Most of my time this year has been spent on physical health, with daily yoga classes and long walks, and spiritual development – reading, contemplating, meditating, journaling, praying… All this, I’m sure, has enabled me to ride the COVID-19 wave with relative ease and only mild discomfort and inconvenience — so far.  I don’t know anyone who has the virus — so far.  I pray for my friends who are on the medical front lines in hospitals.  I pray for my friends who have compromised immune systems because of cancer.  All are okay for the moment. Thank God.

But, as we now are in our second official week of “social distancing,” and as the initial period of shock, adjustment, and acceptance of the new normal sets in, I am starting to feel the pinch.  The pinch of not being able to go to yoga classes or my group gatherings for shared meditation and fellowship.  Or to see my family, to spend time with friends, to enjoy nature, public spaces, and the usual entertainments.  To get my hair cut!  The routines have been rattled.  Even grocery shopping, something I always enjoyed because of the beautiful bounty, now brings me sadness, as I witness so many important items are either unavailable or under purchase limits. I palpably feel the anxiety of others in the air.  And I wonder, is the packaging tainted?  Did the people who touched this food have the virus?  Is it “safe?”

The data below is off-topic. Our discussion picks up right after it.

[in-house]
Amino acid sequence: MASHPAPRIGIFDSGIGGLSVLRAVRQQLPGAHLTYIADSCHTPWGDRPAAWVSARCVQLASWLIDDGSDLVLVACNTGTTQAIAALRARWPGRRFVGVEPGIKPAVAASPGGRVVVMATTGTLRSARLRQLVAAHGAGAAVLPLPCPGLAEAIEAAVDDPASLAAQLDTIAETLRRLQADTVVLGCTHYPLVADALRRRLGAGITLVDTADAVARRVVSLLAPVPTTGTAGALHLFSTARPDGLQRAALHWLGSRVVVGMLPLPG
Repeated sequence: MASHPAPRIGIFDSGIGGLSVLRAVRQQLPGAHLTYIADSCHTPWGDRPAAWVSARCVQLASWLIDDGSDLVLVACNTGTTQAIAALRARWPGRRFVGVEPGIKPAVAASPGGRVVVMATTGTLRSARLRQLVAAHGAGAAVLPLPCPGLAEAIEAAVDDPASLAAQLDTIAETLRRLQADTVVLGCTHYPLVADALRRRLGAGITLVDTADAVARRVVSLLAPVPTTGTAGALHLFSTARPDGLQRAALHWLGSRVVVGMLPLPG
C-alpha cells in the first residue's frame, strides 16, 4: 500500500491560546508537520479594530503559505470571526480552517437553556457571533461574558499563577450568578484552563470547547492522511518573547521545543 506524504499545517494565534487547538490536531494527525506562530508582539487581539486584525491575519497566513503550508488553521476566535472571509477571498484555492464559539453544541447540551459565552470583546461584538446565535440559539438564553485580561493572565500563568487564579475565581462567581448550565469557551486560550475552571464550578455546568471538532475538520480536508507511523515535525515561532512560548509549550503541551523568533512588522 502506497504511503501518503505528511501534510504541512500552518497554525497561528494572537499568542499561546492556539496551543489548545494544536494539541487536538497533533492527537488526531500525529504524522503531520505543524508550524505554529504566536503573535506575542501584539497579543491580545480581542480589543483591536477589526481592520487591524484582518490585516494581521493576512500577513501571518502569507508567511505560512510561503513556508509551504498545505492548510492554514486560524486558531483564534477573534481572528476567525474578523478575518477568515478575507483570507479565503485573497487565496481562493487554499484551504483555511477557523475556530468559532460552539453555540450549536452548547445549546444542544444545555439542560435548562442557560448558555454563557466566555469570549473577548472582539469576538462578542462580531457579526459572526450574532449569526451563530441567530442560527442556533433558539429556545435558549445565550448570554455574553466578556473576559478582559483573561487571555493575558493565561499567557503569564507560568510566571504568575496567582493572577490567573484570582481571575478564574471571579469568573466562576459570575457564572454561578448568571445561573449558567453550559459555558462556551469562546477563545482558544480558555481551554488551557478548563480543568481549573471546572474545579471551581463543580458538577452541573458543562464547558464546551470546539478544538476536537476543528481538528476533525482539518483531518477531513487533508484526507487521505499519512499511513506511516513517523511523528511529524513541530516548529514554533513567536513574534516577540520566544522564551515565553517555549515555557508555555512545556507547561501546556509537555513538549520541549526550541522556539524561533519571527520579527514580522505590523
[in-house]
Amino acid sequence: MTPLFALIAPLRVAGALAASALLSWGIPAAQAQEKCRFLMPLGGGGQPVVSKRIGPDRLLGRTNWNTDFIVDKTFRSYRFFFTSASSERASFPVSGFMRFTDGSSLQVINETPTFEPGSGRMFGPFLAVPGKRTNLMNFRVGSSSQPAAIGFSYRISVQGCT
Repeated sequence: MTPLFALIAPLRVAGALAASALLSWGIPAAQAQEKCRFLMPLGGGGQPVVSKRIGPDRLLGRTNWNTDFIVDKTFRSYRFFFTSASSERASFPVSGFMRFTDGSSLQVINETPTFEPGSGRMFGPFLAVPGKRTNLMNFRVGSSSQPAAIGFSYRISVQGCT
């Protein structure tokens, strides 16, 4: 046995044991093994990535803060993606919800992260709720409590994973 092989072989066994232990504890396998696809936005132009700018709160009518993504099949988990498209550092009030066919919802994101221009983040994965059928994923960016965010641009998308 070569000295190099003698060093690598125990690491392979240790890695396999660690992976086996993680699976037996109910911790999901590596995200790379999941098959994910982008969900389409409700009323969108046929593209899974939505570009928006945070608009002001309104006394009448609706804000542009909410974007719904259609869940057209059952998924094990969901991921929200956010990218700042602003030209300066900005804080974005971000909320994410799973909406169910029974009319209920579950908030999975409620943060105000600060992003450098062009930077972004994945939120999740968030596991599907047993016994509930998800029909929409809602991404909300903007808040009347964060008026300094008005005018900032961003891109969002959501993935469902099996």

No parties, no celebrations, no weddings, no sports, no gatherings of any kind, not even funerals!  We can no longer be within 6 feet of another person without fearing they will do us harm, or worse, we will harm them!

This new reality is starting to blow my mind.

All the simple pleasures in life, that every human being has always enjoyed and been able to enjoy without conscious thought, and regardless of socioeconomic status, nationality, gender, religious affiliation, etc., are now being denied everyone.  I think it is safe to say that no generation in the history of humanity has ever experienced, collectively, such deprivation of human contact and the freedom to come and go as we like. We are literally in this new normal together.

My insight is this:  I am astounded by the power and privilege of human fellowship!  The opportunity to be connected with other people is actually the greatest gift of life, and until now, we have been free to enjoy this gift without measure.  I now awaken to the awesomeness of this simple but profound truth.  How did I not realize it before???

My question is this: Will we ever again take for granted the opportunity to be with our fellow human beings, enjoy each other’s company, and celebrate life together?

I am so grateful for my human connections. May I never take these simple pleasures for granted AGAIN!  Thanks to all of you for being part of my world. 💖🎁